A leader must never appear in front of workers downhearted as it erodes their morale and motivation, says Emöke Sogenbits, head of HANZA Mechanics factories in Tartu and Narva.
Are you working from home or do you like to go to the office?
I’m currently working from home-office in Tallinn. I have spent the past four and a half years working in factories from Monday to Friday, staying in Tartu and Narva hotels where the staff know me by name. So, I must admit that working from home is a welcome change.
How have your companies fared in the crisis so far?
We are doing well for now. Luckily, our factory in Tartu makes a wide variety of different products. Some are moving at a steady pace while the demand for others has exploded. For example, we are manufacturing medical equipment, accessories used to make respiratory devices, as well as analyzers used in coronavirus tests. These products are selling like hot cakes. Our Narva factory finds itself in a somewhat more difficult situation as it mainly manufactures heavy machinery used in the mining industry.
Have you laid people off, cut salaries?
Not yet, because we have enough orders to keep us busy for two or three months. In terms of what will happen in the third quarter – I do not know a single person who could forecast that today.
Have your contacts with clients and partners become more frequent?
Definitely. If previously, a five-minute meeting was all that was needed, phone and Skype calls take much longer today as they begin with the exchanging of pleasantries and inquiries of how people are doing in the crisis. Our clients’ main concern is whether we are capable of supplying them with enough products.
While you do not need to be bailed out, to what extent should the state help businesses in your opinion?
I don’t want to be unjust toward small business, but plenty of limited companies of questionable value have cropped up over the years. Walking around in the supermarket, I often ask myself whether we really need 28 identical clothes shops. Crises sort out markets and a number of companies will disappear anyway because the state cannot keep everyone afloat forever.
That said, thinking of current state aid packages, if only KredEx loan surety, the sheer amount of documentation, forms and forecasts a company has to present is overwhelming. I cannot begin to imagine how small businesses can chew through all that red tape.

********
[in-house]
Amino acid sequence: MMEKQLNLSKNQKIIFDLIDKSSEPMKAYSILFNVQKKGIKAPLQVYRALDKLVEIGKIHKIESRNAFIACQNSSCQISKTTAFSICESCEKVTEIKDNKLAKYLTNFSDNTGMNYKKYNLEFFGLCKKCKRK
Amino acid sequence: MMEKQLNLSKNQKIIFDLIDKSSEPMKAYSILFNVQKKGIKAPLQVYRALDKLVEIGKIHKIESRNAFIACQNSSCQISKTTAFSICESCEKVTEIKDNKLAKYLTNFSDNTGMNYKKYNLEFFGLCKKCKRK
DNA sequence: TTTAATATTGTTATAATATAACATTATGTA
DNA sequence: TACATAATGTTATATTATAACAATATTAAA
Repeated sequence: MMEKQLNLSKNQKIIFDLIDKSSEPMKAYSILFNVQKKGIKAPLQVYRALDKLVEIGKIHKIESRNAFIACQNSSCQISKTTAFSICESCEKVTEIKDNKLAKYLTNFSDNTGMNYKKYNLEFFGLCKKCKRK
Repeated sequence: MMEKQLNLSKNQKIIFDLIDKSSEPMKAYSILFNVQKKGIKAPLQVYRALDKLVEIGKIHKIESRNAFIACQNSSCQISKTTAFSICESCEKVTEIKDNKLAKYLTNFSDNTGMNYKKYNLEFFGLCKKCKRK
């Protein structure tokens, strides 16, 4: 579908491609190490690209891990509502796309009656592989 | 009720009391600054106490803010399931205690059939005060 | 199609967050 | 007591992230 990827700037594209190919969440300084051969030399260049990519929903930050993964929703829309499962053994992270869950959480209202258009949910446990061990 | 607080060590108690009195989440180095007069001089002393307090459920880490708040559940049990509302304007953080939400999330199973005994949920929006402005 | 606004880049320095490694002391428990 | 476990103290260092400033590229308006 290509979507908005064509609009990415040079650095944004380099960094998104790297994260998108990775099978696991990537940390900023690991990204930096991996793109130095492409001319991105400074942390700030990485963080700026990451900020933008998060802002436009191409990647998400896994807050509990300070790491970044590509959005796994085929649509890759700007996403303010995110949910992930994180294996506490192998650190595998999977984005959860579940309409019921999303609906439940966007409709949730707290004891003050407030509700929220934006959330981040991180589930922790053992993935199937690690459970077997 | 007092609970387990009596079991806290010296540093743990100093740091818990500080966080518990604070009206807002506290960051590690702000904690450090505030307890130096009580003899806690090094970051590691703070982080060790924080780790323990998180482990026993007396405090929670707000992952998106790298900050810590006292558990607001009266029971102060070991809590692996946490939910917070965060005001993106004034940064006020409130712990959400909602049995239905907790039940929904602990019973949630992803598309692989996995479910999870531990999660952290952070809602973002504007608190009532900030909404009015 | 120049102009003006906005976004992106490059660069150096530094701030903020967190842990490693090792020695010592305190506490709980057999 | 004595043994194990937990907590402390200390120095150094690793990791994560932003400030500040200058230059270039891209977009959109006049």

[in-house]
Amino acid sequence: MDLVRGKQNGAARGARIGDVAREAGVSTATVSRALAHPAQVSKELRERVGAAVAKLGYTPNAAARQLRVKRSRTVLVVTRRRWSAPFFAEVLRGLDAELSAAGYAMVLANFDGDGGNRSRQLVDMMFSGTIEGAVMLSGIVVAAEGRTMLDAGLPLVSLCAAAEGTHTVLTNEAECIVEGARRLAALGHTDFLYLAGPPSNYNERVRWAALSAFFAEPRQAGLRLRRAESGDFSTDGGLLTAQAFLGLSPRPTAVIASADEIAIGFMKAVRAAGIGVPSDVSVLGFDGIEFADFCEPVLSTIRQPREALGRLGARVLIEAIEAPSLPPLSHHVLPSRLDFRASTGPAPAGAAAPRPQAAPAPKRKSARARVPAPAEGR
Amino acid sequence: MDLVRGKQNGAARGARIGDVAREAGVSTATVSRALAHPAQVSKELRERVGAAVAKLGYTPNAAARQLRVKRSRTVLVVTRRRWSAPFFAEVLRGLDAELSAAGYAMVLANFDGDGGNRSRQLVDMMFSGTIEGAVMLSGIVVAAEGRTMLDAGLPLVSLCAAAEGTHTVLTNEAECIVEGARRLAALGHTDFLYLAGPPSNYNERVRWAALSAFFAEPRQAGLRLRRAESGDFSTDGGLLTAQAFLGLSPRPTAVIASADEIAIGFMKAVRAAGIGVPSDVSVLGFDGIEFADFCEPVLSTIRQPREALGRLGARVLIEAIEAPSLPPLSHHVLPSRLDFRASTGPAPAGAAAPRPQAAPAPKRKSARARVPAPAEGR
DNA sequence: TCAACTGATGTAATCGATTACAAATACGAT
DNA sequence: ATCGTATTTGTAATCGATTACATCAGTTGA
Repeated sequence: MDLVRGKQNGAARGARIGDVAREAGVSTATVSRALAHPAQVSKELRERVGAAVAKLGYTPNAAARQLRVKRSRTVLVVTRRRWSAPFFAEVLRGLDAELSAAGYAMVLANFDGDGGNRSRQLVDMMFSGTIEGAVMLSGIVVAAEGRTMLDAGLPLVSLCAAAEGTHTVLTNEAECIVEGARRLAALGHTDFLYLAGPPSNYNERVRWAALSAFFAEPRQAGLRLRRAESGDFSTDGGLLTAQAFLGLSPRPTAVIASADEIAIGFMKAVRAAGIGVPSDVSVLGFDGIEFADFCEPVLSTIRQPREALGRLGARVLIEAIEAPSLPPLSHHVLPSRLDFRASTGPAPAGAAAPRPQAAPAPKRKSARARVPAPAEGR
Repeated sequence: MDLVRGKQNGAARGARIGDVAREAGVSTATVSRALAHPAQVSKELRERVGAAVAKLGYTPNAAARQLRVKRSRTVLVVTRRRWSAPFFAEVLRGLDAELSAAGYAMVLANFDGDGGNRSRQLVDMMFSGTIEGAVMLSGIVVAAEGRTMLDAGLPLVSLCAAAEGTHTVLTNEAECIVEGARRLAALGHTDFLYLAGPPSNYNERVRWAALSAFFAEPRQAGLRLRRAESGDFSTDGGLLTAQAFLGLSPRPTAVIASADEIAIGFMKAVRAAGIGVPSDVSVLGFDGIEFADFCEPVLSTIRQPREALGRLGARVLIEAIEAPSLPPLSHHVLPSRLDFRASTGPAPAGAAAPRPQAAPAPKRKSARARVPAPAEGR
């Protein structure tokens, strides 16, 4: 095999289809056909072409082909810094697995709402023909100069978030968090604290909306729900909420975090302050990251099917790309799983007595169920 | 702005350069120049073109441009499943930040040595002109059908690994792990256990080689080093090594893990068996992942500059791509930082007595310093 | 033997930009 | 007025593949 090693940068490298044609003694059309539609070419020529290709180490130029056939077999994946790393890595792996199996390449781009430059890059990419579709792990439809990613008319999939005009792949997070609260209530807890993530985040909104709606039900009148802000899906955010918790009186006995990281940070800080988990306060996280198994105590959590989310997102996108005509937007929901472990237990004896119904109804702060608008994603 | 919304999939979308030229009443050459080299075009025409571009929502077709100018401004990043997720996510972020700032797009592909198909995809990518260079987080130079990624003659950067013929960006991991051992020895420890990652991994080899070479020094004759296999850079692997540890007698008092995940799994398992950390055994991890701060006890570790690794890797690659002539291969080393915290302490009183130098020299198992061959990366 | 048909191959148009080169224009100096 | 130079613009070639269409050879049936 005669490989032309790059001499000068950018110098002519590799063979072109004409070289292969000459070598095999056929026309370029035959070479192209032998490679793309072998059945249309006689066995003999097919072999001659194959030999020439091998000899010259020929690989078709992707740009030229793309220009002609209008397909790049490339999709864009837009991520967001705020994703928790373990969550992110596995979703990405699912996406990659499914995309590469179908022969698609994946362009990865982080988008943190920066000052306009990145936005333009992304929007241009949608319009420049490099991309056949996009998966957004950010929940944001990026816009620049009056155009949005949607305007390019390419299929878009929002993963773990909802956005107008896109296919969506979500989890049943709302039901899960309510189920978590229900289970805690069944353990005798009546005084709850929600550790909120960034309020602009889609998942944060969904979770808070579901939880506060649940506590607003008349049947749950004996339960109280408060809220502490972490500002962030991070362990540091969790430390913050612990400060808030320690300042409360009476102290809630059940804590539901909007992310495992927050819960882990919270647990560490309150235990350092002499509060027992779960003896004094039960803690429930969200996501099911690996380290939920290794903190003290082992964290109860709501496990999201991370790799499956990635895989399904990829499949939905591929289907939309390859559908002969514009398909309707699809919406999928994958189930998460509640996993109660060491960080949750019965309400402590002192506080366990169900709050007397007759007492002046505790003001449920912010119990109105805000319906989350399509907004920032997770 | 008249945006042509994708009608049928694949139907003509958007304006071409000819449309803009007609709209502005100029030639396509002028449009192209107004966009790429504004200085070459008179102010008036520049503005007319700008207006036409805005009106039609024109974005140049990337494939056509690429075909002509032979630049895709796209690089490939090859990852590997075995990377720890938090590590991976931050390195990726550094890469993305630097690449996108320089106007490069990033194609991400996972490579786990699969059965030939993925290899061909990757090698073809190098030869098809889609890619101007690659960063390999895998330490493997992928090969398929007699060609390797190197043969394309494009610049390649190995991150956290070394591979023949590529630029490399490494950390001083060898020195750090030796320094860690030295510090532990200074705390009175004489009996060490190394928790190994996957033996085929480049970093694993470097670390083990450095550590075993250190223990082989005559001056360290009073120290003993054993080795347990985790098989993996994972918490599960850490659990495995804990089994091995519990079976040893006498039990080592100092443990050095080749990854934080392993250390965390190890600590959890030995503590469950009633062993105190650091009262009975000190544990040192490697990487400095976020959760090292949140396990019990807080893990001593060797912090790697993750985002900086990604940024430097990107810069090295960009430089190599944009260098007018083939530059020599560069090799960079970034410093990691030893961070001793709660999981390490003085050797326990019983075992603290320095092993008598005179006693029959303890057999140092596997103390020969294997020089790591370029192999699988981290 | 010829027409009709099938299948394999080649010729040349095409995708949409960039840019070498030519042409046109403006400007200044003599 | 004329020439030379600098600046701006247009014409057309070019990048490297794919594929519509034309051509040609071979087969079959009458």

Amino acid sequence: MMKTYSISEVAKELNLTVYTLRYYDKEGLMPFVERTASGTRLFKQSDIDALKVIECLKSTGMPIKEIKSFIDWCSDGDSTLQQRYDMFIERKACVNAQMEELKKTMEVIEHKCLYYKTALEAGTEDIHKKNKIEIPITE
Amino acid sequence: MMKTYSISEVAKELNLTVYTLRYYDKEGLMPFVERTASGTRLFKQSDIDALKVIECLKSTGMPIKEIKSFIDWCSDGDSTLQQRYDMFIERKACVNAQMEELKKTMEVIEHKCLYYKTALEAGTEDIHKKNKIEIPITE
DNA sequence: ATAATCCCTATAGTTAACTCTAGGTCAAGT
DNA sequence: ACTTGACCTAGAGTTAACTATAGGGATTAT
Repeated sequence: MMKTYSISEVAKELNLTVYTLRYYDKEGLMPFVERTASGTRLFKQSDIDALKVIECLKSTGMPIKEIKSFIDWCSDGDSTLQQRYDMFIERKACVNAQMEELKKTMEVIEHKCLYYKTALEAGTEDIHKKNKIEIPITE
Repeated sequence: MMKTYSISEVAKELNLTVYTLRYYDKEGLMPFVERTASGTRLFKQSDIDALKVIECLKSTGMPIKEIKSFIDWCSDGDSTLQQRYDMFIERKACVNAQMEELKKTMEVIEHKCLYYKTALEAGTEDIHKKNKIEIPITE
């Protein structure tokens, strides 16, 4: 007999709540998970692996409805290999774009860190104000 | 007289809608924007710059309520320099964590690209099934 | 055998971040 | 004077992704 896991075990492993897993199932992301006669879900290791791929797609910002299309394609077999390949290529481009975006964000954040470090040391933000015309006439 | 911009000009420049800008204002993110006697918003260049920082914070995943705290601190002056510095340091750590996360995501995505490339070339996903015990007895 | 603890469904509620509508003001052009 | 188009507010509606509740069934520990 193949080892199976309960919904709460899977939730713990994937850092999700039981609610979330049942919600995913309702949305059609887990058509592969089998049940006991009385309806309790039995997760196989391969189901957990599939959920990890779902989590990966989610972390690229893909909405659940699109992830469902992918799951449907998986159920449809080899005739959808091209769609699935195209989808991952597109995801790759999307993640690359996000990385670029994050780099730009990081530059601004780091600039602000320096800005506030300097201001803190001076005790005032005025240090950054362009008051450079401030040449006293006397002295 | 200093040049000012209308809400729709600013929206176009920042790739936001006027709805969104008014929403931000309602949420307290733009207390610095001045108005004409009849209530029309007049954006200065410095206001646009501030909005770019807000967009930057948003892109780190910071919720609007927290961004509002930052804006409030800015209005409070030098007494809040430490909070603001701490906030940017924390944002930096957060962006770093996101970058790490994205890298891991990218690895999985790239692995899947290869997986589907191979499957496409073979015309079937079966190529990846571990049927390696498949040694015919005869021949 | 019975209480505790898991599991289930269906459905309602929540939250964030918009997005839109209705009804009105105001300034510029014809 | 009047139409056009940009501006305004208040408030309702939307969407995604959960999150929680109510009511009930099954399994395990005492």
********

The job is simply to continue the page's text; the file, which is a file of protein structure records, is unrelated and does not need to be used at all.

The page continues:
What is the reputation of Estonian industrial companies today? Are young people keen to work in manufacturing or would they rather go into startups and IT?
It is definitely not the promised land in Estonia, unlike Germany where working in the sector is a matter of honor. The problem isn’t with young people but rather the older generation that brought them up. For a long time, we have been telling young people they need a college degree. That dumb kids end up going to vocational school. I’ve heard it a million times.
Yet, we should be asking ourselves whether all young people need higher education. What use is that diploma to them? Do we really want to turn young people into certified heaps of misery who are not satisfied with themselves or what surrounds them? We need to realize that many young people want to make something using their hands.
What is your opinion of the quality of Estonian vocational schools today?
Unfortunately, we often don’t know what we’re teaching them there. It saddens me that we are not able to introduce the German model where you have 40 percent theory and 60 percent practical training with companies. When a vocational school graduate comes to work for us today, we basically need to train them from scratch.
The other thing is that vocational schools need better advertising. What sane young person wants to study to become an assembly fitter!? Whereas it is actually an exciting specialty where CNC workbench operators are trained. If we tie the name of the specialty to IT or programming, it sparks greater interest in young people.
A few months ago, we were talking about labor shortage in Estonia. Now, we have no work to give people. Are you planning on hiring in the near future?